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Good Going

"How many caves and fountains that no eye has yet seen lie with all their fine furniture deep down in the darkness, and how many shy wild creatures are at home beneath the grateful lights and shadows of the woods, rejoicing in their fullness of perfect life!"—John Muir


The creatures evacuating Devil’s Sinkhole swirl into the dusking Texas sky like, well, bats out of hell. Each evening from April through October, over a million Mexican free-tails drop from their roosts, where they’re huddled 400 to the square foot, to begin circling counterclockwise inside the cave. Creating air currents to launch themselves in a 60-foot-wide bat tornado, they surge from the hole, streaming into the night in search of food. Though each four-inch-long Mexican free-tail weighs only as much as two quarters, the whole colony can suck down 20 tons of moths, weevils, stinkbugs, and other insects in a single night, traveling up to 100 miles before returning at dawn.

The bats have arranged a time-share with cave swallows, several thousand of which keep the roosts warm while the bats are out all night.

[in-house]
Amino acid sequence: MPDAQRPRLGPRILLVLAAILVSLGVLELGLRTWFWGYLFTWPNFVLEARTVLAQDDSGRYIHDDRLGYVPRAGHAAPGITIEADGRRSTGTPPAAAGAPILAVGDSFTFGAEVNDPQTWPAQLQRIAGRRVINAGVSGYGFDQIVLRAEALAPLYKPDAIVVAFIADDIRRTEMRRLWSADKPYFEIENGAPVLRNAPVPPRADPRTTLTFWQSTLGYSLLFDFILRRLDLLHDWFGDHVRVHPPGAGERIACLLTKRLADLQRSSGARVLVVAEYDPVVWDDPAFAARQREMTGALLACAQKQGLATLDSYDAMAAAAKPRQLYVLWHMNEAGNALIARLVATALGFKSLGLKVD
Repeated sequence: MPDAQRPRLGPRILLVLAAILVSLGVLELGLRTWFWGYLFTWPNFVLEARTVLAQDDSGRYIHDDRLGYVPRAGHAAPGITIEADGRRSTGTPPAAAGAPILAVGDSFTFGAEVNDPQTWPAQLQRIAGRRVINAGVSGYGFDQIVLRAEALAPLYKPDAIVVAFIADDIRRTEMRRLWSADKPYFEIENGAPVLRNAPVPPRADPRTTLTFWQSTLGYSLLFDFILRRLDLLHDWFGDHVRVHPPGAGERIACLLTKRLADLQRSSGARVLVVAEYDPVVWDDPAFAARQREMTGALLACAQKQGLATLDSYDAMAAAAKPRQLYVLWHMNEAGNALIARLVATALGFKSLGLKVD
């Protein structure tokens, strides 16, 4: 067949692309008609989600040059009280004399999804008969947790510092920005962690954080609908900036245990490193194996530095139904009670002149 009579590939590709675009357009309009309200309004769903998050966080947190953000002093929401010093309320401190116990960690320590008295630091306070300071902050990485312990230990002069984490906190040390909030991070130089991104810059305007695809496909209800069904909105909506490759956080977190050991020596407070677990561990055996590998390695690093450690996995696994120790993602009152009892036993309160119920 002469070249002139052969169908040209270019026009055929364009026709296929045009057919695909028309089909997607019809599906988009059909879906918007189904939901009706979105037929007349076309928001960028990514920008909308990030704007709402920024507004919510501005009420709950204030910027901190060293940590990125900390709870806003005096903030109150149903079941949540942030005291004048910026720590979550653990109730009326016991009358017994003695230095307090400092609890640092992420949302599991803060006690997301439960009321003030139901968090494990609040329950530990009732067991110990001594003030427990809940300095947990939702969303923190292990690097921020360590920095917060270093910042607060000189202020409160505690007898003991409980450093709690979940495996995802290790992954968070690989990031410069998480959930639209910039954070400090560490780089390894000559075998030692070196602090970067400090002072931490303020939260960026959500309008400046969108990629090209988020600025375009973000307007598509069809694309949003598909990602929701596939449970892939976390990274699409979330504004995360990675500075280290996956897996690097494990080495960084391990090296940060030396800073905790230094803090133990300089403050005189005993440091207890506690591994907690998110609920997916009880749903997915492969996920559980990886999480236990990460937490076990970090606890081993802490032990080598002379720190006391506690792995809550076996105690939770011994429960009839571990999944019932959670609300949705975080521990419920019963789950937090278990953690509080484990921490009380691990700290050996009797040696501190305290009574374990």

Not to be outdone, the swallows make their evening entrance by dive-bombing into the cavern. But other cave dwellers never leave: A couple of species of pale, blind crustaceans, one of which exists nowhere else on Earth, live in the freshwater lakes around the edges of the sinkhole’s 350-foot-deep base. The dank cave floor swarms with flesh-eating dermestid beetles, which museums often employ to clean animal skeletons; should a maladroit bat fall into their midst, they’ll reduce it to bones in minutes.

Texas itself is cavernous, with at least 4,000 known caves and sinkholes (and over 100 million bats), but Devil’s Sinkhole is its largest single subterranean chamber. It was formed when the ceiling of a limestone pit collapsed, leaving a 40-by-60-foot opening into the huge void. The breakdown created a cone of debris, now slick with guano, rising 200 feet up from a floor the size of a football field. Texans proudly note that if the mini-mountain weren’t there, the sinkhole would be capacious enough to hold the state capitol. —Elisa Freeling

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